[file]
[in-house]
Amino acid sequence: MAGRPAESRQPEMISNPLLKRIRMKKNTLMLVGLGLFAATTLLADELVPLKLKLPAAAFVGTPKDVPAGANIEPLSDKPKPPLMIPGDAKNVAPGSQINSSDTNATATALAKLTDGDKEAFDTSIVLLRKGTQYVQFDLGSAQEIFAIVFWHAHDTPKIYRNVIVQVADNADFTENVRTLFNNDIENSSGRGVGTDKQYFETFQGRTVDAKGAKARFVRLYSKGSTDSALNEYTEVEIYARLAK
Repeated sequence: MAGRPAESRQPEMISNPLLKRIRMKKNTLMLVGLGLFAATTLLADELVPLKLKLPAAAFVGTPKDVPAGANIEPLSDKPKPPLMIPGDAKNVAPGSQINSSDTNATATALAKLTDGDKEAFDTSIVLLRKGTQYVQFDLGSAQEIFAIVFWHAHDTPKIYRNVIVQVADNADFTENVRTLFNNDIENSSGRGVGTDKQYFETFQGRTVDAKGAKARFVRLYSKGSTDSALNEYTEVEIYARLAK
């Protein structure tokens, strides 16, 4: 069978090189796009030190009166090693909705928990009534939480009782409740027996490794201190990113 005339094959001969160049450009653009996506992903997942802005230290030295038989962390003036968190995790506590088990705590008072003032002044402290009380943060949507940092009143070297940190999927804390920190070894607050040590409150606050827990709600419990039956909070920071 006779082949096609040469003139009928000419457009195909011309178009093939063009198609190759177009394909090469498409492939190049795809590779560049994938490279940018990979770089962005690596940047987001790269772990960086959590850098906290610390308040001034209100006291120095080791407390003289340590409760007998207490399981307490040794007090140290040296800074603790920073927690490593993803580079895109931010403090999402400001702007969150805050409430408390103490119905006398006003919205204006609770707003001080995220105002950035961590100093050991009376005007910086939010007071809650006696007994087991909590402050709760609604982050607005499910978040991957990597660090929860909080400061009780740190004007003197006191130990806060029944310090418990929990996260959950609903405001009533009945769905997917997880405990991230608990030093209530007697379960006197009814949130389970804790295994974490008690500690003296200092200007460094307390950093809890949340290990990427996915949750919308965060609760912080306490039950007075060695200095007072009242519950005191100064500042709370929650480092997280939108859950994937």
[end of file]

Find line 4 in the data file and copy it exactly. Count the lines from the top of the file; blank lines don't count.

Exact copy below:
């Protein structure tokens, strides 16, 4: 069978090189796009030190009166090693909705928990009534939480009782409740027996490794201190990113 005339094959001969160049450009653009996506992903997942802005230290030295038989962390003036968190995790506590088990705590008072003032002044402290009380943060949507940092009143070297940190999927804390920190070894607050040590409150606050827990709600419990039956909070920071 006779082949096609040469003139009928000419457009195909011309178009093939063009198609190759177009394909090469498409492939190049795809590779560049994938490279940018990979770089962005690596940047987001790269772990960086959590850098906290610390308040001034209100006291120095080791407390003289340590409760007998207490399981307490040794007090140290040296800074603790920073927690490593993803580079895109931010403090999402400001702007969150805050409430408390103490119905006398006003919205204006609770707003001080995220105002950035961590100093050991009376005007910086939010007071809650006696007994087991909590402050709760609604982050607005499910978040991957990597660090929860909080400061009780740190004007003197006191130990806060029944310090418990929990996260959950609903405001009533009945769905997917997880405990991230608990030093209530007697379960006197009814949130389970804790295994974490008690500690003296200092200007460094307390950093809890949340290990990427996915949750919308965060609760912080306490039950007075060695200095007072009242519950005191100064500042709370929650480092997280939108859950994937």